Happy Juneteenth! On this important day commemorating the ending of slavery in the United States, one book came to mind immediately. I am still learning, unlearning, and grappling with the ugly history of America and my role in its future. In this process, I continue to turn to powerful books, adult and adolescent, to teach me. Today, allow me to share a glimpse of this difficult, beautiful, and necessary book: Heart and Soul: The Story of America and African Americans by Kadir Nelson, 2011.

It is no small feat to tell the whole story of a country and its people. So it is important to know the voice of this book and its goal. In researching this project, Kadir Nelson painted and listened as the American story came alive. I dare not try to explain it better than he in his Author’s Note:

“I learned that whether willingly or unwillingly, African Americans and Europeans forged a new country together. And their interdependent relationship is what would sustain the new country and allow it to thrive. Although our beginnings were not free of blemish, the work of navigating through the marvelous words of the Declaration of Independence and the contradictory inhumane and discriminatory practices of the new country would help define the nation’s character over the span of hundreds of years. It is a story of the country’s continuing challenges of coming-of-age.”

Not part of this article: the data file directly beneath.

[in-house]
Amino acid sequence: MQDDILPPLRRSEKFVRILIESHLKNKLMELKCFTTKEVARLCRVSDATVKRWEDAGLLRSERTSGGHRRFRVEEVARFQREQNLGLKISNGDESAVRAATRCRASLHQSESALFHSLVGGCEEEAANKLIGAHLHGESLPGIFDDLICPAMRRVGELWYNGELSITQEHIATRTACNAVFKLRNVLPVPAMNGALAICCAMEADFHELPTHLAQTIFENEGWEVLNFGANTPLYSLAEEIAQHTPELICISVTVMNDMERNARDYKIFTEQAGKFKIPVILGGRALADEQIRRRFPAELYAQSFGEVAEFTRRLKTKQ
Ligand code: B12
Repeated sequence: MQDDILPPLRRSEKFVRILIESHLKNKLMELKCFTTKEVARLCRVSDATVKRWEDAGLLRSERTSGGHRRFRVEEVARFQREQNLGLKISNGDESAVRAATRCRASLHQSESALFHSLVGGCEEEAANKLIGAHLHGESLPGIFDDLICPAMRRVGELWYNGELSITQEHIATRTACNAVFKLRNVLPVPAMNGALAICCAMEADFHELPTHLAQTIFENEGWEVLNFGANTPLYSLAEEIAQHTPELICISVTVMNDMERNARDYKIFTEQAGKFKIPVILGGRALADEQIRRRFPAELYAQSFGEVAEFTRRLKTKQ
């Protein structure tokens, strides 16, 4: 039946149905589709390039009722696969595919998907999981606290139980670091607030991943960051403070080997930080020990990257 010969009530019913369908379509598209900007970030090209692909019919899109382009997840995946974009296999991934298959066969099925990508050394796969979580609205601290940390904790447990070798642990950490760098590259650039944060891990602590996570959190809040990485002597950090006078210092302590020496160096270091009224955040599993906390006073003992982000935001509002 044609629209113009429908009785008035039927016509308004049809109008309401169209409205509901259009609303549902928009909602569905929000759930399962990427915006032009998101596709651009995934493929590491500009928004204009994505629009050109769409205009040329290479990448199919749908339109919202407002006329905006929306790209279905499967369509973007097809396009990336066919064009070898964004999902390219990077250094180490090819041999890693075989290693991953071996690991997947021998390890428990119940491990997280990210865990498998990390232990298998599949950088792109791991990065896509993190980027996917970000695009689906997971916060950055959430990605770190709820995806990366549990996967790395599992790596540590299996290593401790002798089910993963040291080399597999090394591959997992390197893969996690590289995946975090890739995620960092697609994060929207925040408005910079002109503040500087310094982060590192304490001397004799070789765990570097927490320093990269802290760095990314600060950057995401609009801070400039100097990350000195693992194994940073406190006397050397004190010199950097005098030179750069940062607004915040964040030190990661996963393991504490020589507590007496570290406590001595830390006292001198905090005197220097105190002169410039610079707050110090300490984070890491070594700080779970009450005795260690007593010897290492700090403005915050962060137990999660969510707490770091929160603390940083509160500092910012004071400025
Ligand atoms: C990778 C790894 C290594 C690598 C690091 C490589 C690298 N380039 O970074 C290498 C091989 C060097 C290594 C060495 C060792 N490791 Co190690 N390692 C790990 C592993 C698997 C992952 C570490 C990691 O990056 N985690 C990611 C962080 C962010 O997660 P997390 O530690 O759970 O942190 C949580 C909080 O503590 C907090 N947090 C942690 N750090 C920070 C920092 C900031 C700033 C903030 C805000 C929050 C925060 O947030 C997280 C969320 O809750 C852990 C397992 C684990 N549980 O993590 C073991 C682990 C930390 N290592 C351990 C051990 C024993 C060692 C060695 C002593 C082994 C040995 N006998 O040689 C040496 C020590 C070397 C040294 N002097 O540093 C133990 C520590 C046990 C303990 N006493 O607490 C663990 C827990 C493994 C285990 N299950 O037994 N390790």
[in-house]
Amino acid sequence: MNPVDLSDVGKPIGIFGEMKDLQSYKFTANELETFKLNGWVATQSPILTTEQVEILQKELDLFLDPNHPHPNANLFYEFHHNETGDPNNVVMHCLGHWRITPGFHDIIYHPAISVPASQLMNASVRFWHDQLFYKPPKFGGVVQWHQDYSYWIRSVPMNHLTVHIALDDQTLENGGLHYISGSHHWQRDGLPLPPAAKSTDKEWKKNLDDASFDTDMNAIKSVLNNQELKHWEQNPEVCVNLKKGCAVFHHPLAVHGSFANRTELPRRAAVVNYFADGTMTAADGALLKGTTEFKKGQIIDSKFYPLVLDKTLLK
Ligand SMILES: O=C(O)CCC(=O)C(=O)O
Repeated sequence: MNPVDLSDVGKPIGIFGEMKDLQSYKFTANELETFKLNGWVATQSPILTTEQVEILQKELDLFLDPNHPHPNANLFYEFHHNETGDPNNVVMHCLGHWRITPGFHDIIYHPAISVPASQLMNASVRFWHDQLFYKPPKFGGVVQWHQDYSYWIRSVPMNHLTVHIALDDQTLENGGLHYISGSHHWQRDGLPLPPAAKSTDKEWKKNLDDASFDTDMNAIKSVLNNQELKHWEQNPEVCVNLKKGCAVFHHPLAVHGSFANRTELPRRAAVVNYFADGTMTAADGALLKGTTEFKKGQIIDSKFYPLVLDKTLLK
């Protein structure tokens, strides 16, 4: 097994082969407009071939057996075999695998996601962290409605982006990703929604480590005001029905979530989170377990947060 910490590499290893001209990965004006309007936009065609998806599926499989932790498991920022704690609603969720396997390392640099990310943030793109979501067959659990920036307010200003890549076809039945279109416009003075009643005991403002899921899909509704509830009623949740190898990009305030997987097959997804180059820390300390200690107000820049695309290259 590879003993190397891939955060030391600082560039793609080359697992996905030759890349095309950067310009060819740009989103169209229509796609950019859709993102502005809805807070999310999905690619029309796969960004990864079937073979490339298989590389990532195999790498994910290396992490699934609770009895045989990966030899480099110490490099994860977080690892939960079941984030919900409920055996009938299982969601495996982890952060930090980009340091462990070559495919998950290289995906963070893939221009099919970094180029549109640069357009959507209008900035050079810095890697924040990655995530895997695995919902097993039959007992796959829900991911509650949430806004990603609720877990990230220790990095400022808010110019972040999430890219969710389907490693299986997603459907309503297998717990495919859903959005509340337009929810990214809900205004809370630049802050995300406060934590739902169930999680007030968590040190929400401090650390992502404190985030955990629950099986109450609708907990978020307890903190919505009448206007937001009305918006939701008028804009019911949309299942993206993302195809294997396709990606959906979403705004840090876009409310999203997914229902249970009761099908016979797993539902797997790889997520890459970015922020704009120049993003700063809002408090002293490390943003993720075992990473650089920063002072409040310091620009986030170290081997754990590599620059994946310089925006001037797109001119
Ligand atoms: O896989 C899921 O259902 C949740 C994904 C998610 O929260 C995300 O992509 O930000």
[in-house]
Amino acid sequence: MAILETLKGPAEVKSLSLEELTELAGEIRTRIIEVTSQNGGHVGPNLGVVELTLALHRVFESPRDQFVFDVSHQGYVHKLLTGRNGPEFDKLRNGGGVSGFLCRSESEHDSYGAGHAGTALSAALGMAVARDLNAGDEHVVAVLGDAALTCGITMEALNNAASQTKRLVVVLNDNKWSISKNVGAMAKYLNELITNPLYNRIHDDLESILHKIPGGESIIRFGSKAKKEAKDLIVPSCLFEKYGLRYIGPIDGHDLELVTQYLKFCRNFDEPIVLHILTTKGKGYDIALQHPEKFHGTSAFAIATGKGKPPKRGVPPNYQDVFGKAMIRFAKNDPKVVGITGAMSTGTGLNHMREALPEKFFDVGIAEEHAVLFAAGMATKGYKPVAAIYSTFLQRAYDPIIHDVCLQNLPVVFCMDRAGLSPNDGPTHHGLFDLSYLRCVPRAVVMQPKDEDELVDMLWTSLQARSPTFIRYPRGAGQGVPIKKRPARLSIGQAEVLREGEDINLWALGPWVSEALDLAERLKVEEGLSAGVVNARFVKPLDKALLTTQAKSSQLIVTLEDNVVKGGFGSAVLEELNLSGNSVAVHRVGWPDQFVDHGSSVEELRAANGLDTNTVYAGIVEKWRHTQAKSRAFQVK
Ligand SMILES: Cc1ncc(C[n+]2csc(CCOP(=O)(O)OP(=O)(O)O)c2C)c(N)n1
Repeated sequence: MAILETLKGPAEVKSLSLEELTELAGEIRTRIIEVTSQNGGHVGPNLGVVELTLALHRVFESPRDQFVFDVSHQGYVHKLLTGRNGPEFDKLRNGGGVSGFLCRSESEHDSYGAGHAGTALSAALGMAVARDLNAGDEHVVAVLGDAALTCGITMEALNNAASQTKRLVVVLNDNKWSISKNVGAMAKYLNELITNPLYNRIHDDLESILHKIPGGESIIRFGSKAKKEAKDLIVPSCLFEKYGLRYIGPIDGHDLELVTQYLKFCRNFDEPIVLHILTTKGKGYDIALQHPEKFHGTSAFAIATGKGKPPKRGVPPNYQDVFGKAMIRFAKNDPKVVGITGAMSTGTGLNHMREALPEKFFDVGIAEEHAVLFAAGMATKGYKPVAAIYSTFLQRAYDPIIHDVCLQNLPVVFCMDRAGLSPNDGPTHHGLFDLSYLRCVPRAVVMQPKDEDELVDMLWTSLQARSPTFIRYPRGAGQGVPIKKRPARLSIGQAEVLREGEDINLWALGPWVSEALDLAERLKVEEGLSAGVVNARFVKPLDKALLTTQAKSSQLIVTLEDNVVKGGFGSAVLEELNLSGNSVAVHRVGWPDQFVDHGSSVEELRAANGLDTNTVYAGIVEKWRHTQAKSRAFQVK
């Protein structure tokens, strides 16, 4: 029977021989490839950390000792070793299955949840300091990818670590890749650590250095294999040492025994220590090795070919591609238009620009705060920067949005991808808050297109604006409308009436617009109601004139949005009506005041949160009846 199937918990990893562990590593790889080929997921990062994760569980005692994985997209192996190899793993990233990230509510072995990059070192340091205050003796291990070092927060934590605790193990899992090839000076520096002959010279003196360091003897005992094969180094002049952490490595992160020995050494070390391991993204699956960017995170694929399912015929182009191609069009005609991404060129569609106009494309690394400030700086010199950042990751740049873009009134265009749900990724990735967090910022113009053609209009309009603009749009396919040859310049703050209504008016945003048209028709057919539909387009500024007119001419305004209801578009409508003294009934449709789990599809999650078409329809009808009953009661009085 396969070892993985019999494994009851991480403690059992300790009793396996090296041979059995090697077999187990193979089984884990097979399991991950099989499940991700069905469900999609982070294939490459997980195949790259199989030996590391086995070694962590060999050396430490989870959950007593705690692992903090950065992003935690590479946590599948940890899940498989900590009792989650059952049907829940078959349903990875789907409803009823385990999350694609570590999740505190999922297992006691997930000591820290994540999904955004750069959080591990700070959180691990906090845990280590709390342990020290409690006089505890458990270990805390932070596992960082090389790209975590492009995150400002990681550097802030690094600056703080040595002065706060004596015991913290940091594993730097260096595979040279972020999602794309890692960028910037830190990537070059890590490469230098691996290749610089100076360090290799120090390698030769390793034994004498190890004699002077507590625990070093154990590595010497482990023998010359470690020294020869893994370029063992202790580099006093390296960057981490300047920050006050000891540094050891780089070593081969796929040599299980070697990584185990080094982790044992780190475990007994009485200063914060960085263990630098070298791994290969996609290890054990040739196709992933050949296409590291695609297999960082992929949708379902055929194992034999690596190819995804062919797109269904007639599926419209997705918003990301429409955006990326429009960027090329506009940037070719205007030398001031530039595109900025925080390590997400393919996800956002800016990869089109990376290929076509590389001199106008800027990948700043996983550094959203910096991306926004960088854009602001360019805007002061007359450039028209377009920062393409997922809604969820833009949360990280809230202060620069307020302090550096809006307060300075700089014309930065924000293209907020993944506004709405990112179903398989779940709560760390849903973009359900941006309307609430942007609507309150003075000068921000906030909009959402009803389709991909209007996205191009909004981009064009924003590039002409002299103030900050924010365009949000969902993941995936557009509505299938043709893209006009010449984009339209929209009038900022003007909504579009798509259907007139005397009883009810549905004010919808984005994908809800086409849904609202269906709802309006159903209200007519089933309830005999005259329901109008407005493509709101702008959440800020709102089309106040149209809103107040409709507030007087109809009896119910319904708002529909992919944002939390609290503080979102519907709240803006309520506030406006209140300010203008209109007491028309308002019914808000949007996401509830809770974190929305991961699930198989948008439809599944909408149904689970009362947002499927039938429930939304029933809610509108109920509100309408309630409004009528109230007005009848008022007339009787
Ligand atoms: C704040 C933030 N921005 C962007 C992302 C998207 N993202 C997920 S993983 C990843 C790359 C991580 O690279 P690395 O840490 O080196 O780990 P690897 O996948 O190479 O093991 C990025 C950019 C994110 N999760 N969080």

Kadir Nelson, “Author’s Note” p. 100

To tell this story, Nelson again uses a singular voice: a narrator who resembles the family members who told him his family history, “a grandmother-like figure who would allow me to focus on major historical milestones that affected both her family and the rest of the country.”

The structure of the book is 12 chapters, the first beginning with the Declaration of Independence and the last with Revolution in the 1960s. As an old relative would tell the broad strokes of important facts, the chapters touch on: the beginning of the country and the disparate roles of Europeans and African Americans, the prosperity of the plantations on the backs of slaves, the Revolutionary War and the Civil War, Reconstruction and the Great Migration, voting rights, WW2, Inventions, Jim Crow, and the Civil Rights Movement. It’s a lot to cover, most of which we all should have learned the facts of in school; but in his amazing way, Nelson has written this story with heart. It’s all important, and it all comes alive with interest and humanity.

The book ends with an Epilogue from the narrator. She tells of all that continues to come: wars and leaders and death and injustice. But she also tells of joy. She ends the narrative with accomplishments of Black folk like becoming leaders in communities and the government, and finally of being able to cast her vote for the first Black President.

“Our centuries-long struggle for freedom and equal rights had helped make the American promise of life, liberty, and the pursuit of happiness a reality for all Americans. We have come a mighty long way, honey, and we still have a good ways to go, but that promise and the right to fight for it is worth every ounce of its weight in gold. It is our nation’s heart and soul.”

p. 99

This book, in its 100 page heft, is merely an introduction to American History. It is a hard read, moving in its storytelling and especially the always breathtaking paintings by Kadir Nelson. It is an intimate introduction and an inspiration to continue learning more about the “heart and soul” of America as connected through our unique family stories.